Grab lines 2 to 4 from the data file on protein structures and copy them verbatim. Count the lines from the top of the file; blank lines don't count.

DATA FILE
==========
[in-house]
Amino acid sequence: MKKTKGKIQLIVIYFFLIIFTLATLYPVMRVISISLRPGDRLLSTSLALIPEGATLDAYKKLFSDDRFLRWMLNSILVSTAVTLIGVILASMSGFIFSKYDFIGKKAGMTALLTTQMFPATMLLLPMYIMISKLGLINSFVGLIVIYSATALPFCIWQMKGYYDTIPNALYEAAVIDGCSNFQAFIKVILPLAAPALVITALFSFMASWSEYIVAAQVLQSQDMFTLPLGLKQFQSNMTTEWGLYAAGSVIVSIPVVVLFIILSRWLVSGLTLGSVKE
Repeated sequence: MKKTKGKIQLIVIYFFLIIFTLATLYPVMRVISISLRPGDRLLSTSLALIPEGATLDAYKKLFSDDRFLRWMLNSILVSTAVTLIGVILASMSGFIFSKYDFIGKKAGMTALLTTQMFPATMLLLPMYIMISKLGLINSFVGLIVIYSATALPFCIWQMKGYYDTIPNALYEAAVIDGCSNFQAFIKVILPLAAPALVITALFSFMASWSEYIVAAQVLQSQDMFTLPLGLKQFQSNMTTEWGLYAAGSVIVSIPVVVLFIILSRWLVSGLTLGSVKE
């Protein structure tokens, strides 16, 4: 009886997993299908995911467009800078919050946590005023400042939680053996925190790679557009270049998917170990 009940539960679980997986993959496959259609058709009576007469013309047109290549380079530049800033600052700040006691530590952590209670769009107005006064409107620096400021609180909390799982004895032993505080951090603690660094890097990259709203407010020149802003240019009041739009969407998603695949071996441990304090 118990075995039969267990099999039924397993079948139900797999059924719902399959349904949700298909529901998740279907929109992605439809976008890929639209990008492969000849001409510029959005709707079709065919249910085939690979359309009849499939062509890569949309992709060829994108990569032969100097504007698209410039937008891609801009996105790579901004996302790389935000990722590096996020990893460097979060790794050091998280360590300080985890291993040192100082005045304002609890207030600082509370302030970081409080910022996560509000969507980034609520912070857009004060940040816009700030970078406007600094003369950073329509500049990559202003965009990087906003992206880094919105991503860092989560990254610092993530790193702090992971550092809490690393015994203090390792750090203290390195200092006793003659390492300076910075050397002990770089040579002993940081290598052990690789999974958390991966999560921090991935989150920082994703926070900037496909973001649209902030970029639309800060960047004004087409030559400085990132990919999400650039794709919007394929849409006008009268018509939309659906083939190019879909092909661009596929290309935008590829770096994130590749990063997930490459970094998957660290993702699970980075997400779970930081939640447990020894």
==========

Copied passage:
Amino acid sequence: MKKTKGKIQLIVIYFFLIIFTLATLYPVMRVISISLRPGDRLLSTSLALIPEGATLDAYKKLFSDDRFLRWMLNSILVSTAVTLIGVILASMSGFIFSKYDFIGKKAGMTALLTTQMFPATMLLLPMYIMISKLGLINSFVGLIVIYSATALPFCIWQMKGYYDTIPNALYEAAVIDGCSNFQAFIKVILPLAAPALVITALFSFMASWSEYIVAAQVLQSQDMFTLPLGLKQFQSNMTTEWGLYAAGSVIVSIPVVVLFIILSRWLVSGLTLGSVKE
Repeated sequence: MKKTKGKIQLIVIYFFLIIFTLATLYPVMRVISISLRPGDRLLSTSLALIPEGATLDAYKKLFSDDRFLRWMLNSILVSTAVTLIGVILASMSGFIFSKYDFIGKKAGMTALLTTQMFPATMLLLPMYIMISKLGLINSFVGLIVIYSATALPFCIWQMKGYYDTIPNALYEAAVIDGCSNFQAFIKVILPLAAPALVITALFSFMASWSEYIVAAQVLQSQDMFTLPLGLKQFQSNMTTEWGLYAAGSVIVSIPVVVLFIILSRWLVSGLTLGSVKE
């Protein structure tokens, strides 16, 4: 009886997993299908995911467009800078919050946590005023400042939680053996925190790679557009270049998917170990 009940539960679980997986993959496959259609058709009576007469013309047109290549380079530049800033600052700040006691530590952590209670769009107005006064409107620096400021609180909390799982004895032993505080951090603690660094890097990259709203407010020149802003240019009041739009969407998603695949071996441990304090 118990075995039969267990099999039924397993079948139900797999059924719902399959349904949700298909529901998740279907929109992605439809976008890929639209990008492969000849001409510029959005709707079709065919249910085939690979359309009849499939062509890569949309992709060829994108990569032969100097504007698209410039937008891609801009996105790579901004996302790389935000990722590096996020990893460097979060790794050091998280360590300080985890291993040192100082005045304002609890207030600082509370302030970081409080910022996560509000969507980034609520912070857009004060940040816009700030970078406007600094003369950073329509500049990559202003965009990087906003992206880094919105991503860092989560990254610092993530790193702090992971550092809490690393015994203090390792750090203290390195200092006793003659390492300076910075050397002990770089040579002993940081290598052990690789999974958390991966999560921090991935989150920082994703926070900037496909973001649209902030970029639309800060960047004004087409030559400085990132990919999400650039794709919007394929849409006008009268018509939309659906083939190019879909092909661009596929290309935008590829770096994130590749990063997930490459970094998957660290993702699970980075997400779970930081939640447990020894």